The set concludes on a high-note, bringing back Murdoc not to hunt MacGyver, but to enlist his help in saving his imprisoned sister in "Halloween Knights." Des Barres and Anderson have great on-screen charisma and seeing the two foes work together for the greater good against Murdoc's former employers is both a hoot and tense experience, because this time out one of the heroes could very well die. The set-up for most action sequences are over-the-top, but MacGyver's handling of matters is actually quite low-key, making it the most believable episode of the set. "The Nanny's" Daniel Davis turns in a memorable guest appearance as Murdoc's ex-boss and episode heavy, proving that the show did sometimes hit gold in casting for bit parts.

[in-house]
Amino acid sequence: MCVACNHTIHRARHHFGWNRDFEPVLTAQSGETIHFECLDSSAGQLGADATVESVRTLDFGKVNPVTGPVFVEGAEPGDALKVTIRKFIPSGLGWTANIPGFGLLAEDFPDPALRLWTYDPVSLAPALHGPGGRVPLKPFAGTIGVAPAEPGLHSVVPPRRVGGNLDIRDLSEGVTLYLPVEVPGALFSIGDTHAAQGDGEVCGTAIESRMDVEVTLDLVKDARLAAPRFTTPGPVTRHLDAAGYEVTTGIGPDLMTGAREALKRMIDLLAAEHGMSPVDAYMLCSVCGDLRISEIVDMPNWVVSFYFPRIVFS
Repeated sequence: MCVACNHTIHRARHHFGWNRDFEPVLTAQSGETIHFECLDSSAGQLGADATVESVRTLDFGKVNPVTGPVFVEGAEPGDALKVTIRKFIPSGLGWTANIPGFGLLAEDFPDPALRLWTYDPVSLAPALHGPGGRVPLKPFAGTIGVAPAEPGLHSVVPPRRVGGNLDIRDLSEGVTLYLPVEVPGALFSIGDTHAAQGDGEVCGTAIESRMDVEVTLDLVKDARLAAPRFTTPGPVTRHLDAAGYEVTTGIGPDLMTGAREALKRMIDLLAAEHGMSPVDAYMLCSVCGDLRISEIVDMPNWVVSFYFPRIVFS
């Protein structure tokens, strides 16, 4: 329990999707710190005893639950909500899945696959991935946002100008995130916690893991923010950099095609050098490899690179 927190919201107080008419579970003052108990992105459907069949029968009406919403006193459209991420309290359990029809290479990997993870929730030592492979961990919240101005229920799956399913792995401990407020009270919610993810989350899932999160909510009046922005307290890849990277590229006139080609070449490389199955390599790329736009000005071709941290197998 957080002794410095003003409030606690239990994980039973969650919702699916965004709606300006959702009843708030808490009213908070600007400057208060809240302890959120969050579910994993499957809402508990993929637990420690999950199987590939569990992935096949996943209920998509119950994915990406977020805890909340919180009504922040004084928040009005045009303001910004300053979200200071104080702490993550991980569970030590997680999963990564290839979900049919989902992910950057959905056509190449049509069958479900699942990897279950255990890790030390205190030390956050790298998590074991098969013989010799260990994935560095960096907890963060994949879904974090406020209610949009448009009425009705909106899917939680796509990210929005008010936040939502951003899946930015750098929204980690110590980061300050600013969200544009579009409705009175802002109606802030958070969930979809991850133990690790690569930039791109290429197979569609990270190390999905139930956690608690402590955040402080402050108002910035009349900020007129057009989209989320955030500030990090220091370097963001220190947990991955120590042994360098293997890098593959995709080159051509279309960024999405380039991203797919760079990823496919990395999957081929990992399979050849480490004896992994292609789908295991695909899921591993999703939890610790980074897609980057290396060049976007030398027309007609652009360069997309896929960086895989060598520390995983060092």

The 1.33:1 original aspect ratio transfers are in rough shape for late 80s/early 90s hit show like "MacGyver." Colors are faded, while detail is in the medium range of the spectrum, but artifacts from the obvious video transfer are incredibly evident. It's not pretty, but it is serviceable.
The Dolby Digital English 2.0 audio track for this release is a mixed bag, with the first two episodes lacking even the most minor auditory range. Later episodes, with intros that proudly read "In Stereo Where Available" offer a little more for the ears to digest and remain strong and clear tracks. There are no major issues with any of the episodes, it's just that the whole package is a bit underwhelming.
Honestly, there's not a lot of appeal in this random sampling of "MacGyver's" history. The two Murdoc episodes raise the question, "why not just release the entire series of Murdoc-centric offerings?" At the end of the day, the show has a very specific audience and that's the type of audience who will just spring for complete seasons, not this hodgepodge of highlights, that really only contains one great MacGyver moment. Everyone else is better served with reruns. Rent It.